Another classmate, a guy in his mid-twenties, went up and told his story. When he was done, our teacher turned to the rest of us and said something like, “Nobody would have sex with this person.” I looked up at my new friend, who took the comment without so much as blinking. That day, I watched as the rest of my classmates were boxed into categories, one by one.

As actors, we often feel that we are our work. Learning the distinction between self and creation requires firm boundaries. These boundaries are unique in every situation, and to every person. But I was nineteen, without boundaries yet. And my sense of self was easily shaken.

I felt a little crack in me.

Another shape-shifting moment came after an infamous game of mastering tactics, which was something like a theatre-school version of initiation.

The game has two participants. One plays the employee of a retail store, the other plays a customer returning a sweater. The rules are simple: the employee must not, under any circumstance, take back the sweater, and the customer must do everything they can to get them to change their mind.

During my turn, as the customer, I gave it my all. I flung my body on the table between me and the employee. I dropped to my knees almost in tears. I thought I’d done a fairly good job; my performance seemed about as desperate as my classmates’ attempts. At the end of the class, the same acting teacher pulled me aside. He circled me before offering: “You’re giving me You’re a Good Man, Charlie Brown. What I want is Tennessee Williams. You’re a girl-child. Does that make sense?”

I was getting the sense that my place in the program, which I thought I had already earned, was a shaky one.

I felt the crack grow a little more.

Later in the semester, I worked with a scene partner on a segment from Angels in America, where I played Harper. Here we were, recent high school graduates, trying to navigate our characters’ complicated marriage. As we ran lines, the teacher hovered in the background, watching the groups from afar. Eventually, he moved up to us, silent. We stopped working.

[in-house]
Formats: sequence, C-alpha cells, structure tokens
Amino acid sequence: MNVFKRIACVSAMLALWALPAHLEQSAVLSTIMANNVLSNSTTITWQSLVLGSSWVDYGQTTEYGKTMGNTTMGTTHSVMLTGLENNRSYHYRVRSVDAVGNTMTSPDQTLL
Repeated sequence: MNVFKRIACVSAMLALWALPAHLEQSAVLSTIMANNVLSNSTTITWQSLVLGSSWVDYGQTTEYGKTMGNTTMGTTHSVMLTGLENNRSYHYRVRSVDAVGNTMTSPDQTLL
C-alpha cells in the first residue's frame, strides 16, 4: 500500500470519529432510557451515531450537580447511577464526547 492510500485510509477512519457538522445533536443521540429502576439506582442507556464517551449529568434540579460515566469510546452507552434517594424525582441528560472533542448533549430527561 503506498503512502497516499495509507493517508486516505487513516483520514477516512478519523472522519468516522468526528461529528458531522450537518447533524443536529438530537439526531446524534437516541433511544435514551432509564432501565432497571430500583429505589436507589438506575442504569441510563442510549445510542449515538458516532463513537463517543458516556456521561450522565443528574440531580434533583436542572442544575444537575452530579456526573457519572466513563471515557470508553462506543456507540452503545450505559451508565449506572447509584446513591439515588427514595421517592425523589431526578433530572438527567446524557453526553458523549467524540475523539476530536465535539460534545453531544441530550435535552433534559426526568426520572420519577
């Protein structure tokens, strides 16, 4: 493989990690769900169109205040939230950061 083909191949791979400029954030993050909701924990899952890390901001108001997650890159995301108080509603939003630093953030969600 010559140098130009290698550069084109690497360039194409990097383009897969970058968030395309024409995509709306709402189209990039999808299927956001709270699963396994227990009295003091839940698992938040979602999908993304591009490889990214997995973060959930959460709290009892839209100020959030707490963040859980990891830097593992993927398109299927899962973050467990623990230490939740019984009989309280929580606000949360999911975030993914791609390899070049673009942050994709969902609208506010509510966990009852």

He turned to my partner and said, “You like women right?”

My partner nodded.

The teacher turned to me. “And you, you like men, right?”

I hesitated, I nodded.

Back to my partner. “Have you ever been naked with a woman before?”

He mumbled an awkward yes. I held my breath.

The teacher turned back to me and asked, “Have you ever been naked with a man before?”

I sort of coughed and spluttered a no.

My teacher nodded. “Don’t worry, it will happen.” Then he proceeded to talk us through the intimacies of our characters, my face burning bright red.

I felt the crack grow yet again.  

Someone once told me that these theatre programs break you down in order to build you up.

In acting class, I was hungry to learn. Watching my teacher critique others, listening to my classmates’ opinions about what worked and what didn’t, I crafted my version of the ideal actor. My investigation brought me specific conclusions: be the thin beautiful girl, not the funny fat girl. Be smarter and have more depth. Get some real life experiences.